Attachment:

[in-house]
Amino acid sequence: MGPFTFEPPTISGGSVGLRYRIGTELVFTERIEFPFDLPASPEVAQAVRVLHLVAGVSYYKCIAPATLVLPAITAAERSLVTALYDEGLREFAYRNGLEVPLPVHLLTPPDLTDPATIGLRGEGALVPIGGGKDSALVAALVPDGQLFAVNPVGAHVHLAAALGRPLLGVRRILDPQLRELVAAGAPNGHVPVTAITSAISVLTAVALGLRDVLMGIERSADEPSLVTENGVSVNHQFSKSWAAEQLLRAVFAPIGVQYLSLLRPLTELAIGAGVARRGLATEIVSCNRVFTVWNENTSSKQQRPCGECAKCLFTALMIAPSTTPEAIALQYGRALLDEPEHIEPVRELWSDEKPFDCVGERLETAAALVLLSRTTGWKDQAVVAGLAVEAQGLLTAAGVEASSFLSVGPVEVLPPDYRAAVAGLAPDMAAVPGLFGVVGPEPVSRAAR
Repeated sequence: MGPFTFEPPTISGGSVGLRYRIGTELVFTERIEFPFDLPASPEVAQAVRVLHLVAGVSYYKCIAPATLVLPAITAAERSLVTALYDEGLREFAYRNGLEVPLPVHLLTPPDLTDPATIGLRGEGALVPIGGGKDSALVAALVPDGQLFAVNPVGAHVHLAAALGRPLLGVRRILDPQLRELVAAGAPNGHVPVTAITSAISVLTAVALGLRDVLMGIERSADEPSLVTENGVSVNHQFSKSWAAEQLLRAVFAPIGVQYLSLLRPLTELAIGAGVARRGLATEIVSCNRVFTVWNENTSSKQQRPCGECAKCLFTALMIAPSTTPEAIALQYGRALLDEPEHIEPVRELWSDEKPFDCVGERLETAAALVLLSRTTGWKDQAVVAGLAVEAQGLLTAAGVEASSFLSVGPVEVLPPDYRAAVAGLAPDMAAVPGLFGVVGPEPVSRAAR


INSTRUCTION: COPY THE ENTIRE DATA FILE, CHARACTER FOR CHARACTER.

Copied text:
[in-house]
Amino acid sequence: MGPFTFEPPTISGGSVGLRYRIGTELVFTERIEFPFDLPASPEVAQAVRVLHLVAGVSYYKCIAPATLVLPAITAAERSLVTALYDEGLREFAYRNGLEVPLPVHLLTPPDLTDPATIGLRGEGALVPIGGGKDSALVAALVPDGQLFAVNPVGAHVHLAAALGRPLLGVRRILDPQLRELVAAGAPNGHVPVTAITSAISVLTAVALGLRDVLMGIERSADEPSLVTENGVSVNHQFSKSWAAEQLLRAVFAPIGVQYLSLLRPLTELAIGAGVARRGLATEIVSCNRVFTVWNENTSSKQQRPCGECAKCLFTALMIAPSTTPEAIALQYGRALLDEPEHIEPVRELWSDEKPFDCVGERLETAAALVLLSRTTGWKDQAVVAGLAVEAQGLLTAAGVEASSFLSVGPVEVLPPDYRAAVAGLAPDMAAVPGLFGVVGPEPVSRAAR
Repeated sequence: MGPFTFEPPTISGGSVGLRYRIGTELVFTERIEFPFDLPASPEVAQAVRVLHLVAGVSYYKCIAPATLVLPAITAAERSLVTALYDEGLREFAYRNGLEVPLPVHLLTPPDLTDPATIGLRGEGALVPIGGGKDSALVAALVPDGQLFAVNPVGAHVHLAAALGRPLLGVRRILDPQLRELVAAGAPNGHVPVTAITSAISVLTAVALGLRDVLMGIERSADEPSLVTENGVSVNHQFSKSWAAEQLLRAVFAPIGVQYLSLLRPLTELAIGAGVARRGLATEIVSCNRVFTVWNENTSSKQQRPCGECAKCLFTALMIAPSTTPEAIALQYGRALLDEPEHIEPVRELWSDEKPFDCVGERLETAAALVLLSRTTGWKDQAVVAGLAVEAQGLLTAAGVEASSFLSVGPVEVLPPDYRAAVAGLAPDMAAVPGLFGVVGPEPVSRAAR